Nine-year-old Kara is already well on her way to realizing her dream of being a gymnastics teacher. She practices twice a week and has even placed in competitions. Pretty as a picture, Kara also competes in charity beauty pageants—the last one raised funds for the American Cancer Society.
When Kara was younger, dark spots began showing up on her skin. They signaled to her doctor that she had a genetic disorder of the nervous system. At age 5, she was diagnosed with neurofibromatosis, a disorder that affects the development and growth of nerve cell tissues. Treatment is aimed at controlling symptoms. Magnetic resonance imaging (MRI) scans are used to monitor changes in Kara’s condition and help her doctors make decisions about treatment. To comfort Kara, the staff at Children’s told her that an MRI scan is just a special way to take her picture. At this, Kara smiles—she is used to having her photo taken at gymnastics and pageants.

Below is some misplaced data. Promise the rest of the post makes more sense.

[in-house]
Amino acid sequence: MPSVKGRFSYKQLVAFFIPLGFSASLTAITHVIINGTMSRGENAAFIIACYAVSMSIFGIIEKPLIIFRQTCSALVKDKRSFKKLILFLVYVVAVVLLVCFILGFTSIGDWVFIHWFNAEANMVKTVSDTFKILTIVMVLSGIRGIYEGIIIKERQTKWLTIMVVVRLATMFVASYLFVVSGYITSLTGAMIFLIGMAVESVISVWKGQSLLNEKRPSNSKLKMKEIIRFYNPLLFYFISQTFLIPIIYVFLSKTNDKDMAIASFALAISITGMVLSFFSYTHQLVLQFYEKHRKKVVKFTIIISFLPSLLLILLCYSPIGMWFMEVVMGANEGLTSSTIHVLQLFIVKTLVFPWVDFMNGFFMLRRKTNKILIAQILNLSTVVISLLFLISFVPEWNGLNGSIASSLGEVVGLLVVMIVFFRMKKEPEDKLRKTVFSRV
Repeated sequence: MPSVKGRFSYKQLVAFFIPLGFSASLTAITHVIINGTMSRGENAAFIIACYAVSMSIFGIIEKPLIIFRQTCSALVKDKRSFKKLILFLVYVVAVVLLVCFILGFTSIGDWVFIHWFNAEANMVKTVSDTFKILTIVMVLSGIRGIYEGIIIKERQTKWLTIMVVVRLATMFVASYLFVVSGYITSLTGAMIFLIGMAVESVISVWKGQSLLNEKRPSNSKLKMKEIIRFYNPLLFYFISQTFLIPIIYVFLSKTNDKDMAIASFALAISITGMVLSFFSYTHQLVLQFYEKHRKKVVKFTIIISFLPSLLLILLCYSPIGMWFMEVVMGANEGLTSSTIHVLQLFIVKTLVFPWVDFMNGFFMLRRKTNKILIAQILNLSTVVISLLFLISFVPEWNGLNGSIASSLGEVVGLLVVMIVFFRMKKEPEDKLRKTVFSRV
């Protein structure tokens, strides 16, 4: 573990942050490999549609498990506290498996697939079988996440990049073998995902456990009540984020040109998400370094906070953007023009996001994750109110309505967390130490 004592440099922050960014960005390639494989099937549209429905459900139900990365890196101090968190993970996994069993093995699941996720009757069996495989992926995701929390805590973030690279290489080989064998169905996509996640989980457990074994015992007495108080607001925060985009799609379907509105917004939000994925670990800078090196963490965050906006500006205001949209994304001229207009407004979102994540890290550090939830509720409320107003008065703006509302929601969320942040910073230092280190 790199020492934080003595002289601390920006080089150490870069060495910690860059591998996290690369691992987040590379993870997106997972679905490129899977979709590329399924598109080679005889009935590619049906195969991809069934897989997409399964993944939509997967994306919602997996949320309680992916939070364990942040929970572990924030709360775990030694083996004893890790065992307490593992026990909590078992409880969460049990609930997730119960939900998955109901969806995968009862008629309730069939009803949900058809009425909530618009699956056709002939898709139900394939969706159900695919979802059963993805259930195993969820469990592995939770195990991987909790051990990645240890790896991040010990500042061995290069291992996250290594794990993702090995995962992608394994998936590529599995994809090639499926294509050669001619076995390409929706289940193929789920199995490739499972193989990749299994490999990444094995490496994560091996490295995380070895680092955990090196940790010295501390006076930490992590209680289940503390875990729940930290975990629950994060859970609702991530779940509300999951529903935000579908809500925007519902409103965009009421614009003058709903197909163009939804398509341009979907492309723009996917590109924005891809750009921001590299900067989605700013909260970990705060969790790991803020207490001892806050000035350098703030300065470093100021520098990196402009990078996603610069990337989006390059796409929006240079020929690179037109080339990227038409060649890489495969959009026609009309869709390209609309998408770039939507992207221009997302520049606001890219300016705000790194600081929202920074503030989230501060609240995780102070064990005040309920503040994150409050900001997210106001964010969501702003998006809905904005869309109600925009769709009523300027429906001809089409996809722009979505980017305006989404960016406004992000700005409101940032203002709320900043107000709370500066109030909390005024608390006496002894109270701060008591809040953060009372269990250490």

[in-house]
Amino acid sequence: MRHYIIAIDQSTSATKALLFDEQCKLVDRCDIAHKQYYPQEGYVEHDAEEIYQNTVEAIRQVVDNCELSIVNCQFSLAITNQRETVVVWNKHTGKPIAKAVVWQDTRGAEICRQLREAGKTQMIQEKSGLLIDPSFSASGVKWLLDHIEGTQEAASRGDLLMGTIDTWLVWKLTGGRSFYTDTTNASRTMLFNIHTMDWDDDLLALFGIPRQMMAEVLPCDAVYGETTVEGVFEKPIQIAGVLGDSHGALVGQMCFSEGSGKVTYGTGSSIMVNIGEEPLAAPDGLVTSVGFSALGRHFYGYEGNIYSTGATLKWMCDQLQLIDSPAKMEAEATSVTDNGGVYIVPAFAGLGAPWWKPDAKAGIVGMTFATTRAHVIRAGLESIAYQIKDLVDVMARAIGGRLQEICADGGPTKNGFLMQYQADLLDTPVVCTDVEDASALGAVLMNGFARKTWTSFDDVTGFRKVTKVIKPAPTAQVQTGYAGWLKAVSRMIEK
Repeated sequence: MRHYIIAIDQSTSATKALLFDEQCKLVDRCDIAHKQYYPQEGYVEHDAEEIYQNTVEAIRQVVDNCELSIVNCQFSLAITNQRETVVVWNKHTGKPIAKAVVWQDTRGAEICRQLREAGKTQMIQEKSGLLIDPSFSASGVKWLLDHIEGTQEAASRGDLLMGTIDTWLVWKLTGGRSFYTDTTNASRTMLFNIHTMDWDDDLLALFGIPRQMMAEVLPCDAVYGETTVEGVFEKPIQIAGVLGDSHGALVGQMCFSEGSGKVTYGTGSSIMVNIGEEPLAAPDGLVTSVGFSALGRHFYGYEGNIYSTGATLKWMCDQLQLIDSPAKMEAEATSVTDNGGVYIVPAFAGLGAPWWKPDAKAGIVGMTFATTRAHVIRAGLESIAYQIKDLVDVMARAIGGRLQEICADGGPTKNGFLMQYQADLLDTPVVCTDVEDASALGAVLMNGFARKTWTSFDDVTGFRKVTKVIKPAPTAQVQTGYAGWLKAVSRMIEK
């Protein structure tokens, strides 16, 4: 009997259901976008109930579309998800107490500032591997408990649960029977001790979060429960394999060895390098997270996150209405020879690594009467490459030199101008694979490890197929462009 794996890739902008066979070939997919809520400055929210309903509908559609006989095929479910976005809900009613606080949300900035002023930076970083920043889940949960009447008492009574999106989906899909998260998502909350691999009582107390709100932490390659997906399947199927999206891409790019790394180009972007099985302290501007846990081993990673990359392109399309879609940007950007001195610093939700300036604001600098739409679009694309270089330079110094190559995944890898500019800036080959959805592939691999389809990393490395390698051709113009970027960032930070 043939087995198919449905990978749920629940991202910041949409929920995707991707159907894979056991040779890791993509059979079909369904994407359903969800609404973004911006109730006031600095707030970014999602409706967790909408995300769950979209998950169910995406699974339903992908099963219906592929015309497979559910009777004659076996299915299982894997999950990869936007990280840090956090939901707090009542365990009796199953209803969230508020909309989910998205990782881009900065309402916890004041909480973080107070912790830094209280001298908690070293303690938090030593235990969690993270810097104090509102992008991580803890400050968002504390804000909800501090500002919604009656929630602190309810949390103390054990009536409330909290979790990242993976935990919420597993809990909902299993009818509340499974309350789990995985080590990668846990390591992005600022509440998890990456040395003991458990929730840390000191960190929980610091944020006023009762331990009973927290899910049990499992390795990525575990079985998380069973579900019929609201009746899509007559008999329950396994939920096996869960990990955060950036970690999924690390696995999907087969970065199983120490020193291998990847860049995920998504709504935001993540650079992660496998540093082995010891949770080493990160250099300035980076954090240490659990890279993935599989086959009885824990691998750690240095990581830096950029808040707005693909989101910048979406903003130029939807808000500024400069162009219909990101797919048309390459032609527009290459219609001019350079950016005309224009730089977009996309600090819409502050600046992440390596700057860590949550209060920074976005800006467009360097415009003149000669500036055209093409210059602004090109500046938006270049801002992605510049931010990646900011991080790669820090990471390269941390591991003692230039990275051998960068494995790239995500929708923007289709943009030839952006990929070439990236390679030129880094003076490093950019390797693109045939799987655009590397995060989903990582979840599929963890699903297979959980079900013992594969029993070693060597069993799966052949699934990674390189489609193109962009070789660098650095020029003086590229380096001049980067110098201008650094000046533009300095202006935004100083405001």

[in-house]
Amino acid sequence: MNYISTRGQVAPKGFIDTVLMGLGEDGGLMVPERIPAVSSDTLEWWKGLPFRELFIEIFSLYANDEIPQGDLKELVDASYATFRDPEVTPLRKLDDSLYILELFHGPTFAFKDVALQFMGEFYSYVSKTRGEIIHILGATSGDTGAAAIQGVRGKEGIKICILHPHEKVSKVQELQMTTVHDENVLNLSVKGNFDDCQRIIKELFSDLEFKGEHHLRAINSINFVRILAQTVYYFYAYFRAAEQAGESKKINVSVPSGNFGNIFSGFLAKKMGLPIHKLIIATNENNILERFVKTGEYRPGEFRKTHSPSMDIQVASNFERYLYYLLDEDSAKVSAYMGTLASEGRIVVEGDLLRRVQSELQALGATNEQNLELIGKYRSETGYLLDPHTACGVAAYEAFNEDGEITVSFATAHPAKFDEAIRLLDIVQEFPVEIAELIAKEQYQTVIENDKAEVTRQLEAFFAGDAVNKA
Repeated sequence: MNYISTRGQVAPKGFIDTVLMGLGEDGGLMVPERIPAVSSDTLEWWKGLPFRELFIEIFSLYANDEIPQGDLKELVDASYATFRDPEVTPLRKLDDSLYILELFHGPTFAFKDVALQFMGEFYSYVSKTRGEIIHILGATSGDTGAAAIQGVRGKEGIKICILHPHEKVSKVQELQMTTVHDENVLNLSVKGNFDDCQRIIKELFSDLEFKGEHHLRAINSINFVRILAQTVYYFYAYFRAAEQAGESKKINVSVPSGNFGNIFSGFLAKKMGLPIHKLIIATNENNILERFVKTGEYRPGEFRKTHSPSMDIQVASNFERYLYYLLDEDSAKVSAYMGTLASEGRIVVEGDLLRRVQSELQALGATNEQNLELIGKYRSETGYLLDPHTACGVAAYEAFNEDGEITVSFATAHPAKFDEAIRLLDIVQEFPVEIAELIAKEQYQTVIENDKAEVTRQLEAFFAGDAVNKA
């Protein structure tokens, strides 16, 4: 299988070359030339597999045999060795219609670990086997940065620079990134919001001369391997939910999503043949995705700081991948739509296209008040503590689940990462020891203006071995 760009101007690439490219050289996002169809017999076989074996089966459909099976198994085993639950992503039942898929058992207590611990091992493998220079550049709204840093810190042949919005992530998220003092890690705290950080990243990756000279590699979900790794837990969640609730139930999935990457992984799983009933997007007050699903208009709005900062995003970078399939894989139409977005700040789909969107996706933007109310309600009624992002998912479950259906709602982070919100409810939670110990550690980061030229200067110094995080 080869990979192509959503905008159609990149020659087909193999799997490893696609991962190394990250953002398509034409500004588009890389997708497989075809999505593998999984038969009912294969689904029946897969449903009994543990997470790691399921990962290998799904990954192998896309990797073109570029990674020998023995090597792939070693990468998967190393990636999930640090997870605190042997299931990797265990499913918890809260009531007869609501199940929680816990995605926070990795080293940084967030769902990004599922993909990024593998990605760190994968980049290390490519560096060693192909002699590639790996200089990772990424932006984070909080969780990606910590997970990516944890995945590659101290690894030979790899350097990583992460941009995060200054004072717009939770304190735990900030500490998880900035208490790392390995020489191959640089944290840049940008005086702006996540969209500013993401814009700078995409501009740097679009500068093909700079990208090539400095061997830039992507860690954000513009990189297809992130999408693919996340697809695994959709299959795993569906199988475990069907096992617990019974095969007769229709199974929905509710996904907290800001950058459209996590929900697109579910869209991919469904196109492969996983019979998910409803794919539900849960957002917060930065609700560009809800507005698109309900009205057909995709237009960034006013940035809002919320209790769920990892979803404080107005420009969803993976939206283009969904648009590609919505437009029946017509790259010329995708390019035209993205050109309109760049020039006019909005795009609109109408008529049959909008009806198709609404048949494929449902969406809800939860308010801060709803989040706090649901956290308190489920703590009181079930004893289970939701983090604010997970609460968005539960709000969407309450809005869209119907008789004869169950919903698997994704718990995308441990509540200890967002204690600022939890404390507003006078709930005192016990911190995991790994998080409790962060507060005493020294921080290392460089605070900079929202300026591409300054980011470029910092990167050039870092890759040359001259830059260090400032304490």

Today, Kara visits Children’s once a year for her special “photo shoot” to make sure the disorder is not progressing. The MRI scanners at Children’s are customized for kids, and she even gets special goggles to watch videos during the exam, or she can bring her favorite CD and listen to music. After the exam, she likes to go get chocolate ice cream—her favorite treat—with her mom, sister and brother.